Harry Aldridge of UKIP has a post on Independence Home (a more up-market version of Conservative Home!) and one which I feel deserves airing outside the readership of that website.
One point to make initially and that is to acknowledge that there will be those, for instance supporters of the Libertarian Party UK (LPUK), who will disagree totally with what Harry Aldridge writes with regard to UKIP and its libertarian views."This is a copy of an article I wrote for the Freedom Association’s Freedom Today magazine in 2009, but which was published only recently.Harry Aldridge argues that UKIP has the potential to be a force for classical liberalism
It is perhaps a unique feature of the UK Independence Party that it has traditionally been ideologically “adrift”. Having been founded on the single issue of precipitating Britain’s withdrawal from the European Union, it has attracted supporters from right across the political spectrum.
The incognisant media and political commentariat like to cast UKIP as a refuge for traditional Tories who are right of the Conservative party (but then now who isn’t?), but this is a fallacy, evidence by the UKIP membership comprising ex Labour members, trade unionists, and even a few Liberal Democrats and Greens.
It is perhaps strange that the party found its members shared more in common than simple agreement on the EU. UKIP members generally share a common strand of philosophy, namely a strong belief in democracy and liberty, which appears to stem from general anti-government, anti politician, and anti-bureaucracy, sentiment. Maybe this underlying belief is what makes us anti-EU, and the reason why we were all attracted to UKIP in the first place?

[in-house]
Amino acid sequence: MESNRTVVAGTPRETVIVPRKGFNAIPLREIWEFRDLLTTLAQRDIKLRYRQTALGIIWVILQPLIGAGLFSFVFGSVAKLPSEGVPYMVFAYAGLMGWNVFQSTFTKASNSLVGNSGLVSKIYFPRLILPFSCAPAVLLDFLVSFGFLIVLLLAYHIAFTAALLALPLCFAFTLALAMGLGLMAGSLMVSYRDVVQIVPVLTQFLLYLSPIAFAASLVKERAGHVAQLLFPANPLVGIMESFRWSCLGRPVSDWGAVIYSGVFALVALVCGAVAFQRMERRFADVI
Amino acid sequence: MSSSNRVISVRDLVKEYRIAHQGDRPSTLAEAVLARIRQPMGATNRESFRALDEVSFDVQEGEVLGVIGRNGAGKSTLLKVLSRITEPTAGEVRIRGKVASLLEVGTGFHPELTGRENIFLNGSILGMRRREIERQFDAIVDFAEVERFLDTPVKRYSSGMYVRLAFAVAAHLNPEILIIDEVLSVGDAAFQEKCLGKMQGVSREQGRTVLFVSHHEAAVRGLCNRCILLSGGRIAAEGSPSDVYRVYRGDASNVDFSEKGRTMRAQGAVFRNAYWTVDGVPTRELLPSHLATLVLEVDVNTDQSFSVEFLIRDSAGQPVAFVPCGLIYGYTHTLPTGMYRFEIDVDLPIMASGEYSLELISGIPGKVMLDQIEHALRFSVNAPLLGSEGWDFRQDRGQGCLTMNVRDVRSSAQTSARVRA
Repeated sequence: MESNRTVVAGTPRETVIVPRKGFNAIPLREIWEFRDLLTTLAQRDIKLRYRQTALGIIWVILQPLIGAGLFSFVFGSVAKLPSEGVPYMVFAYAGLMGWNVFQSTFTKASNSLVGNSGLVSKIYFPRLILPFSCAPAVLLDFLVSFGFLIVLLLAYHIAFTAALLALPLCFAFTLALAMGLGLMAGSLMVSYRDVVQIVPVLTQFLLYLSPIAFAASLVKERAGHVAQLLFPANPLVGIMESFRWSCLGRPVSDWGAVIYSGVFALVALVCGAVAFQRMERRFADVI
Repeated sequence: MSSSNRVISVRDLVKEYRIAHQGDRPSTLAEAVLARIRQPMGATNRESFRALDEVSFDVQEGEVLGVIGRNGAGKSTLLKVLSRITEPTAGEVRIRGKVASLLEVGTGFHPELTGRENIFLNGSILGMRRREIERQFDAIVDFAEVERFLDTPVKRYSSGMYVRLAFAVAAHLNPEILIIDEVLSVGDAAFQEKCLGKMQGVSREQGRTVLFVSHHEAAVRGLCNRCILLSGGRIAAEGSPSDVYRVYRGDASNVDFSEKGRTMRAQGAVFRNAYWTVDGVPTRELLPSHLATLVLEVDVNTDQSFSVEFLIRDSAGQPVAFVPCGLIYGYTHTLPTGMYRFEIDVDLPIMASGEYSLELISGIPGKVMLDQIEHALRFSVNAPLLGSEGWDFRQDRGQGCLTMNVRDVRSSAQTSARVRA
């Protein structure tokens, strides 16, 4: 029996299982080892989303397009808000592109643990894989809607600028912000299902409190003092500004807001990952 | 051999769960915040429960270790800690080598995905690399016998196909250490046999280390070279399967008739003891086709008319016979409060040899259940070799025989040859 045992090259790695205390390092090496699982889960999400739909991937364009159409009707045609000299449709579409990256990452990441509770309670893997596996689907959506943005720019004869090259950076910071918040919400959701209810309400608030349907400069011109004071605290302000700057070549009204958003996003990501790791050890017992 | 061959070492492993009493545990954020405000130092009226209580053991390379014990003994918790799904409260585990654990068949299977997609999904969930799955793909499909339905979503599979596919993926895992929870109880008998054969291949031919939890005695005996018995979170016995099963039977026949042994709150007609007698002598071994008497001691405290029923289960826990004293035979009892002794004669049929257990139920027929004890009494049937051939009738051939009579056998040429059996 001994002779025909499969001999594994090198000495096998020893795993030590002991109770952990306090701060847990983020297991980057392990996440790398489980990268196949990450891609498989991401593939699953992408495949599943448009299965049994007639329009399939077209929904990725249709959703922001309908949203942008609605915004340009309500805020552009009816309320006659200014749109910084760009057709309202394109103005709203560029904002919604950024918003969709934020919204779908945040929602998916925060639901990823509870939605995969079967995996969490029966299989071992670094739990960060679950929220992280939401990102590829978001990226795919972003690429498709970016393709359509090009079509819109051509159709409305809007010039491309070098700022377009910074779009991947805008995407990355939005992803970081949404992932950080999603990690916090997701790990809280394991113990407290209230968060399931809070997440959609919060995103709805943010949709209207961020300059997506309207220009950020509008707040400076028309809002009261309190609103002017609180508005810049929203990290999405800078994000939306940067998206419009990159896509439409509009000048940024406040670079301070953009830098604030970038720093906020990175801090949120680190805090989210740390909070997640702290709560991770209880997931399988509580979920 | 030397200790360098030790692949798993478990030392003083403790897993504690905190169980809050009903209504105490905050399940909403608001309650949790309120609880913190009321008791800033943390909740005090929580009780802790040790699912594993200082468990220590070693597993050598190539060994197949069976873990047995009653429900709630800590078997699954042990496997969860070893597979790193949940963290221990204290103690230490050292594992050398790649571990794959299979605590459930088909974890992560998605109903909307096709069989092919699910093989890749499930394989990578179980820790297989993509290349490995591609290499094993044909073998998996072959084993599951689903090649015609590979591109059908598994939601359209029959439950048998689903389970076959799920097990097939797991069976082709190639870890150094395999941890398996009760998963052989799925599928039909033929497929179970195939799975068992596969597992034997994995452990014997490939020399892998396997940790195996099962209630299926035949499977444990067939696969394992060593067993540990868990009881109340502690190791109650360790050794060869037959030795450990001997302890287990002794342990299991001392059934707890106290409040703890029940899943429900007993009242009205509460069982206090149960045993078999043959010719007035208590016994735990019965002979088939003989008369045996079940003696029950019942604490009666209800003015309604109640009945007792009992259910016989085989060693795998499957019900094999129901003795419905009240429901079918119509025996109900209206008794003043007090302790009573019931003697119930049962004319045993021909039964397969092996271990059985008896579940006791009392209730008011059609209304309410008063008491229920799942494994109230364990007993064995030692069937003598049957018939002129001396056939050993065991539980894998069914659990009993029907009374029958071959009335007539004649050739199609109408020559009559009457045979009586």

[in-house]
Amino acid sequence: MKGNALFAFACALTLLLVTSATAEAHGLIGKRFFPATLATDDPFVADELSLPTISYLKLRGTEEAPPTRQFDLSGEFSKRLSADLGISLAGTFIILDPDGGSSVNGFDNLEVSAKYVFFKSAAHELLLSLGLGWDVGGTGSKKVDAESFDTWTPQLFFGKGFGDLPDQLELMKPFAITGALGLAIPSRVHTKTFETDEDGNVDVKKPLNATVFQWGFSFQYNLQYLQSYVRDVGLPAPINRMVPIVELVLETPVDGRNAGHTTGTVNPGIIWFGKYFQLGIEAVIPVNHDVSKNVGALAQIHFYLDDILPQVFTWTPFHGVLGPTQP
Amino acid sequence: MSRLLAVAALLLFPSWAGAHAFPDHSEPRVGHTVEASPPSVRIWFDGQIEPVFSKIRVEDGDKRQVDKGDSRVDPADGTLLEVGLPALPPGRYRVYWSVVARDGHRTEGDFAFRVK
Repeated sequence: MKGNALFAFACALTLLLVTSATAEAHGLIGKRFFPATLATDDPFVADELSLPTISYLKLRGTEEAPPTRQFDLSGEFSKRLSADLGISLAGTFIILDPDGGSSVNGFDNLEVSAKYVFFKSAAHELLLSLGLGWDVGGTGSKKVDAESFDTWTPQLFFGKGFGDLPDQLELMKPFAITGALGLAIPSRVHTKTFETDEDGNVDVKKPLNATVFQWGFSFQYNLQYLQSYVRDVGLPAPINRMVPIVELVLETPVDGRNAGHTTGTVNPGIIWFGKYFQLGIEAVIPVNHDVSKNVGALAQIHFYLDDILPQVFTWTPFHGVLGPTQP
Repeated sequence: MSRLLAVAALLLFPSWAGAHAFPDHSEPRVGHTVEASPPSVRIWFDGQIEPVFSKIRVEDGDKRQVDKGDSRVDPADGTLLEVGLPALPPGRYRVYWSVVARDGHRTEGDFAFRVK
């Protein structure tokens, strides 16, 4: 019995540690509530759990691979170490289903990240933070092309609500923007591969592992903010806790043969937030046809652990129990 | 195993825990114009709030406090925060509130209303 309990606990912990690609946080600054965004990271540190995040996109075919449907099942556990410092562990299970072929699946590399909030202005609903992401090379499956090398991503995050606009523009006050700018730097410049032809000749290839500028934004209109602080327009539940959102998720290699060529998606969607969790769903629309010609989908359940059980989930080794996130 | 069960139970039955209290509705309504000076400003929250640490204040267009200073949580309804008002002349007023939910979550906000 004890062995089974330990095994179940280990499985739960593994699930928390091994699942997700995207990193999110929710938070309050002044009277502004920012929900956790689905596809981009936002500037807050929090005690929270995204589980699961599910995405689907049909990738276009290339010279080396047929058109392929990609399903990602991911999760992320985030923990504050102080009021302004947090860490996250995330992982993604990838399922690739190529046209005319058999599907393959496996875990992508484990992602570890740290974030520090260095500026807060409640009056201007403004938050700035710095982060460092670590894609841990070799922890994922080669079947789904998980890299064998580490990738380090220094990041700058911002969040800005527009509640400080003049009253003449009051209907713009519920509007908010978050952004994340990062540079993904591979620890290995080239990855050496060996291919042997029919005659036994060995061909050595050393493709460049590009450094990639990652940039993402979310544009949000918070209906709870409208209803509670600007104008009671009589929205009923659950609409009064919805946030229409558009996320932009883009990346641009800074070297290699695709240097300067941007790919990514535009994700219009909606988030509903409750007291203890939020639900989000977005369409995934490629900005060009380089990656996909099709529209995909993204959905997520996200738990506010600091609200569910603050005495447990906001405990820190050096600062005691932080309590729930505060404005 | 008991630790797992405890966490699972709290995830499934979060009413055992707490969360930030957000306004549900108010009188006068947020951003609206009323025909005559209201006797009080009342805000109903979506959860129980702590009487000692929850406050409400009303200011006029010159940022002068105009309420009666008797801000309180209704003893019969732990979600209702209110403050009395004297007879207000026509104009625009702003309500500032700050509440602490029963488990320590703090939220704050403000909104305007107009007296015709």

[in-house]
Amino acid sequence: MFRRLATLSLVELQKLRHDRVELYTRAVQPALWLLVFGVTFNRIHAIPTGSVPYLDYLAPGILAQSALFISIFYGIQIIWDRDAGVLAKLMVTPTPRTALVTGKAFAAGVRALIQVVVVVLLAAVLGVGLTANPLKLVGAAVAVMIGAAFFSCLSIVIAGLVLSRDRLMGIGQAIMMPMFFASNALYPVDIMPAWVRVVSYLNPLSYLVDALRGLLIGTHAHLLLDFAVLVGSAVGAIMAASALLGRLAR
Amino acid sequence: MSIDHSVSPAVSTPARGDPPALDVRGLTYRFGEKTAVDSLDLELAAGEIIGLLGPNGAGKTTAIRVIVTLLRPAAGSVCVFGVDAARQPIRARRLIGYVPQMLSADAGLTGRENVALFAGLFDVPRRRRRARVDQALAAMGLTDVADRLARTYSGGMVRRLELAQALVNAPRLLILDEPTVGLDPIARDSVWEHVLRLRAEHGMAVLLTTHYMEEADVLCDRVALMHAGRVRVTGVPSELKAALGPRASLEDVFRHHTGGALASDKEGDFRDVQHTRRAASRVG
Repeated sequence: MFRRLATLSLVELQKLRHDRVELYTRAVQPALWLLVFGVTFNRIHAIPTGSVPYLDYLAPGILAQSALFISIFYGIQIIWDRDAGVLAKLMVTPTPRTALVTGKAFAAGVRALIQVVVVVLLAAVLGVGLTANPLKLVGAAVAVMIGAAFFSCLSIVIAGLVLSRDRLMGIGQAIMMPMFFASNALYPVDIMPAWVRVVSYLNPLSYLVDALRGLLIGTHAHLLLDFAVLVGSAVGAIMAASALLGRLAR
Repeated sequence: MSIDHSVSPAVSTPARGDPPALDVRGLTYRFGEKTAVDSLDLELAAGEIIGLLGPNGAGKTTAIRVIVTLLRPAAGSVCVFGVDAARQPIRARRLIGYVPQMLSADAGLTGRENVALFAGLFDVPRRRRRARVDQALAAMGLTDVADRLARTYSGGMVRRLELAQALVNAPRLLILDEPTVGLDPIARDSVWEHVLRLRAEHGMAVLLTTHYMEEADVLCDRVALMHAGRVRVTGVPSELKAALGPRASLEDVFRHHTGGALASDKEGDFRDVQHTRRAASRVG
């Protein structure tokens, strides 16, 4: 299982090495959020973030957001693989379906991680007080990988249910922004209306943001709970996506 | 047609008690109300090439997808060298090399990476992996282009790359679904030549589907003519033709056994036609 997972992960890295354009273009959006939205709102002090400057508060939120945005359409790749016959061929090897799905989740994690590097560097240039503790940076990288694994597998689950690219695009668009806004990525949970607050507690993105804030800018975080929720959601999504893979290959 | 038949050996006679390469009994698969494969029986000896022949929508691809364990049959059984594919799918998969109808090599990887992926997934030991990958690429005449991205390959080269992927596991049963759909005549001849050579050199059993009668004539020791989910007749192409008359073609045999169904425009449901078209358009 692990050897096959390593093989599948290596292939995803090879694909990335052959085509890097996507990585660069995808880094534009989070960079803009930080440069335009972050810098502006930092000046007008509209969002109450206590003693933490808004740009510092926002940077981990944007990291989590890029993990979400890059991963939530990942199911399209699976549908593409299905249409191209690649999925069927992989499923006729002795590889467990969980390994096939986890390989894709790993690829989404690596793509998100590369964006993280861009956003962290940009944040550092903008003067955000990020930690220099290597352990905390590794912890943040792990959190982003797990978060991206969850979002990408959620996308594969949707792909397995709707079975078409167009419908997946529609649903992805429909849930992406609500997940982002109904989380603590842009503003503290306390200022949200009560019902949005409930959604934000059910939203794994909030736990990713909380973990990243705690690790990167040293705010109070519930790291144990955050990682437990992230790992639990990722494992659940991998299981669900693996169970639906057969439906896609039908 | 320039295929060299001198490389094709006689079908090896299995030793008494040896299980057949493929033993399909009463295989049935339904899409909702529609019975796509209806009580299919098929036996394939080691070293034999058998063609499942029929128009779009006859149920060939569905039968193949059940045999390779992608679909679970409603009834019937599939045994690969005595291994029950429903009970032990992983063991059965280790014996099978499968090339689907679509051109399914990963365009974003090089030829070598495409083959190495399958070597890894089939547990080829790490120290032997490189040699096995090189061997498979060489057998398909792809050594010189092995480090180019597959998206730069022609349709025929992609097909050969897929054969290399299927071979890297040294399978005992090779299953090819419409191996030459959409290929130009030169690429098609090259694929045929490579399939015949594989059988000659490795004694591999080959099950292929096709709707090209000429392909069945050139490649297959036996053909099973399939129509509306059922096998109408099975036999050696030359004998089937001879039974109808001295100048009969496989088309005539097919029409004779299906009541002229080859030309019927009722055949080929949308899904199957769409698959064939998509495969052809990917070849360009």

Under the leadership of Nigel Farage, the party undertook a minor transformation, and embraced its underlying libertarianism. It is fair to say that UKIP members' libertarianism is less a coherent foundation of principle, and is more a reaction against the present over-bearing state, but there are a large portion of truly libertarian members and Farage personally is more sound, often referencing Milton Friedman. Indeed it was no coincidence that the party’s 2008 conference strapline was “Freedom to Choose”, a concomitant tribute to Milton Friedman.
I believe UKIP has an enormous opportunity ahead of it. The British political spectrum has evolved remarkably over the past century. The formation and rise of the Labour party broke apart Liberalism in Britain. The Liberal party of Gladstone, a governmental force, was marginalised by the socialist ideals of Labour and eventually surrendered its belief in small government and individual liberty for ‘modern liberalism’.
Ever since, throughout the 20th century, a prevailing social democratic consensus has emerged. The absence of a truly liberal voice has led to a re-drawing of the political spectrum. While in many people’s eyes the Conservative party remained the party of vested interest, the establishment, and the rich upper classes – the party of “unfairness”, by contrast the Labour and feeble Liberal parties were seen to represent the “fair”, the caring, the champions of the people.